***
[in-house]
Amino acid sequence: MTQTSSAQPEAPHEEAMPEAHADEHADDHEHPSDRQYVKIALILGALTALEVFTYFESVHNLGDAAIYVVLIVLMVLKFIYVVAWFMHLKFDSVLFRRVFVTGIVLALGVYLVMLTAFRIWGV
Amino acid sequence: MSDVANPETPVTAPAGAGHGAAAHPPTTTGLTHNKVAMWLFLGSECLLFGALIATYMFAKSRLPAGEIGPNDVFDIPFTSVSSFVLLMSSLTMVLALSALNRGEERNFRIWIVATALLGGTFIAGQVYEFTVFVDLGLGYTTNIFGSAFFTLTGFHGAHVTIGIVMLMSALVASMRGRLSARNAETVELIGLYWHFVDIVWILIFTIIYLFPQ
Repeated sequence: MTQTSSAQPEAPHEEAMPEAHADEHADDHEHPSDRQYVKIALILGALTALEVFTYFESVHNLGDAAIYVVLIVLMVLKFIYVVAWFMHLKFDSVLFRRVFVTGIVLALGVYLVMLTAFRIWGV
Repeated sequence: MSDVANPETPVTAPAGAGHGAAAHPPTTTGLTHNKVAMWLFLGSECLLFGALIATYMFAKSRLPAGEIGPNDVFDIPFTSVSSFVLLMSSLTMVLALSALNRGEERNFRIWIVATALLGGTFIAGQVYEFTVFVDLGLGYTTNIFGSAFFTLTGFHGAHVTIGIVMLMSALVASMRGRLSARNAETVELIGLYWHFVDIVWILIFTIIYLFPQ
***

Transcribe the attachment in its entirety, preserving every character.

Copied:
[in-house]
Amino acid sequence: MTQTSSAQPEAPHEEAMPEAHADEHADDHEHPSDRQYVKIALILGALTALEVFTYFESVHNLGDAAIYVVLIVLMVLKFIYVVAWFMHLKFDSVLFRRVFVTGIVLALGVYLVMLTAFRIWGV
Amino acid sequence: MSDVANPETPVTAPAGAGHGAAAHPPTTTGLTHNKVAMWLFLGSECLLFGALIATYMFAKSRLPAGEIGPNDVFDIPFTSVSSFVLLMSSLTMVLALSALNRGEERNFRIWIVATALLGGTFIAGQVYEFTVFVDLGLGYTTNIFGSAFFTLTGFHGAHVTIGIVMLMSALVASMRGRLSARNAETVELIGLYWHFVDIVWILIFTIIYLFPQ
Repeated sequence: MTQTSSAQPEAPHEEAMPEAHADEHADDHEHPSDRQYVKIALILGALTALEVFTYFESVHNLGDAAIYVVLIVLMVLKFIYVVAWFMHLKFDSVLFRRVFVTGIVLALGVYLVMLTAFRIWGV
Repeated sequence: MSDVANPETPVTAPAGAGHGAAAHPPTTTGLTHNKVAMWLFLGSECLLFGALIATYMFAKSRLPAGEIGPNDVFDIPFTSVSSFVLLMSSLTMVLALSALNRGEERNFRIWIVATALLGGTFIAGQVYEFTVFVDLGLGYTTNIFGSAFFTLTGFHGAHVTIGIVMLMSALVASMRGRLSARNAETVELIGLYWHFVDIVWILIFTIIYLFPQ